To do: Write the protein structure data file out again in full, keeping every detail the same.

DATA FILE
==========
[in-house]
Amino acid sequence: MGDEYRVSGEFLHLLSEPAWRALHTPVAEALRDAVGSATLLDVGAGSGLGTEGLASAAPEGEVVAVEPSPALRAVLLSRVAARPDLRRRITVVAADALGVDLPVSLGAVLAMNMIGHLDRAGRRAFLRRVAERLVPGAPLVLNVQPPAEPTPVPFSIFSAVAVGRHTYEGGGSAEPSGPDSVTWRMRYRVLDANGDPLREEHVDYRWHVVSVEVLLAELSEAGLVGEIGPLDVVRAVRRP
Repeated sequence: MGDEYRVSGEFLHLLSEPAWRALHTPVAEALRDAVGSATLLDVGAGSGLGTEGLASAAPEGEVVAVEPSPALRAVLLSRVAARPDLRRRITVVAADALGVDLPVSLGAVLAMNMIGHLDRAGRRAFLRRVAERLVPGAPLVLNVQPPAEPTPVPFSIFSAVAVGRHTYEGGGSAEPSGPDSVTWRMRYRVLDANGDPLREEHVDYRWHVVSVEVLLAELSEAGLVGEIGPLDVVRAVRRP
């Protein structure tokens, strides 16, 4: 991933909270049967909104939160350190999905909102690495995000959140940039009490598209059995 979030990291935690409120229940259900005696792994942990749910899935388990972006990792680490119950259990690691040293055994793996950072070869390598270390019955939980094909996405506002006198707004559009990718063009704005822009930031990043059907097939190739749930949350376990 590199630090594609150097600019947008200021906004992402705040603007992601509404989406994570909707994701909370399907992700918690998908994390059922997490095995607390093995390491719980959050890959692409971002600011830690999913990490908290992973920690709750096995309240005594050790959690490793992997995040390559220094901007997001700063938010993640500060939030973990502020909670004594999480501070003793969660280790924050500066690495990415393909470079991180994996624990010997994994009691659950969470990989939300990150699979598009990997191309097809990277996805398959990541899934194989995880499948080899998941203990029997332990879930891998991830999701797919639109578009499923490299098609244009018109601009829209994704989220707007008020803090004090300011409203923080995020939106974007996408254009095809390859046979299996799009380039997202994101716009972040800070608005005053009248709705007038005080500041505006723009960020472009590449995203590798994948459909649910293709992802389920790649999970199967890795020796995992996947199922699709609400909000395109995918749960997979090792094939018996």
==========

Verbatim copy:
[in-house]
Amino acid sequence: MGDEYRVSGEFLHLLSEPAWRALHTPVAEALRDAVGSATLLDVGAGSGLGTEGLASAAPEGEVVAVEPSPALRAVLLSRVAARPDLRRRITVVAADALGVDLPVSLGAVLAMNMIGHLDRAGRRAFLRRVAERLVPGAPLVLNVQPPAEPTPVPFSIFSAVAVGRHTYEGGGSAEPSGPDSVTWRMRYRVLDANGDPLREEHVDYRWHVVSVEVLLAELSEAGLVGEIGPLDVVRAVRRP
Repeated sequence: MGDEYRVSGEFLHLLSEPAWRALHTPVAEALRDAVGSATLLDVGAGSGLGTEGLASAAPEGEVVAVEPSPALRAVLLSRVAARPDLRRRITVVAADALGVDLPVSLGAVLAMNMIGHLDRAGRRAFLRRVAERLVPGAPLVLNVQPPAEPTPVPFSIFSAVAVGRHTYEGGGSAEPSGPDSVTWRMRYRVLDANGDPLREEHVDYRWHVVSVEVLLAELSEAGLVGEIGPLDVVRAVRRP
């Protein structure tokens, strides 16, 4: 991933909270049967909104939160350190999905909102690495995000959140940039009490598209059995 979030990291935690409120229940259900005696792994942990749910899935388990972006990792680490119950259990690691040293055994793996950072070869390598270390019955939980094909996405506002006198707004559009990718063009704005822009930031990043059907097939190739749930949350376990 590199630090594609150097600019947008200021906004992402705040603007992601509404989406994570909707994701909370399907992700918690998908994390059922997490095995607390093995390491719980959050890959692409971002600011830690999913990490908290992973920690709750096995309240005594050790959690490793992997995040390559220094901007997001700063938010993640500060939030973990502020909670004594999480501070003793969660280790924050500066690495990415393909470079991180994996624990010997994994009691659950969470990989939300990150699979598009990997191309097809990277996805398959990541899934194989995880499948080899998941203990029997332990879930891998991830999701797919639109578009499923490299098609244009018109601009829209994704989220707007008020803090004090300011409203923080995020939106974007996408254009095809390859046979299996799009380039997202994101716009972040800070608005005053009248709705007038005080500041505006723009960020472009590449995203590798994948459909649910293709992802389920790649999970199967890795020796995992996947199922699709609400909000395109995918749960997979090792094939018996």